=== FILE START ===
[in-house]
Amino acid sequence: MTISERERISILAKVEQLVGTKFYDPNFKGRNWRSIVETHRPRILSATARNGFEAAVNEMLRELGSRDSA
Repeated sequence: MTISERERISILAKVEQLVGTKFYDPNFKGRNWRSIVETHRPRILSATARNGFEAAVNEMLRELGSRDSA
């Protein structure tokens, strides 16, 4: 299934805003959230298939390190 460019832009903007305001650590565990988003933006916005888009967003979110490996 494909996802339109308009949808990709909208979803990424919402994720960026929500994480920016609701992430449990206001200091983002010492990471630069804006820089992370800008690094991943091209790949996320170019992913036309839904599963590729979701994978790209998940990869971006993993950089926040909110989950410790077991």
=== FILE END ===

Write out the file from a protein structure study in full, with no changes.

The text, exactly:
[in-house]
Amino acid sequence: MTISERERISILAKVEQLVGTKFYDPNFKGRNWRSIVETHRPRILSATARNGFEAAVNEMLRELGSRDSA
Repeated sequence: MTISERERISILAKVEQLVGTKFYDPNFKGRNWRSIVETHRPRILSATARNGFEAAVNEMLRELGSRDSA
């Protein structure tokens, strides 16, 4: 299934805003959230298939390190 460019832009903007305001650590565990988003933006916005888009967003979110490996 494909996802339109308009949808990709909208979803990424919402994720960026929500994480920016609701992430449990206001200091983002010492990471630069804006820089992370800008690094991943091209790949996320170019992913036309839904599963590729979701994978790209998940990869971006993993950089926040909110989950410790077991």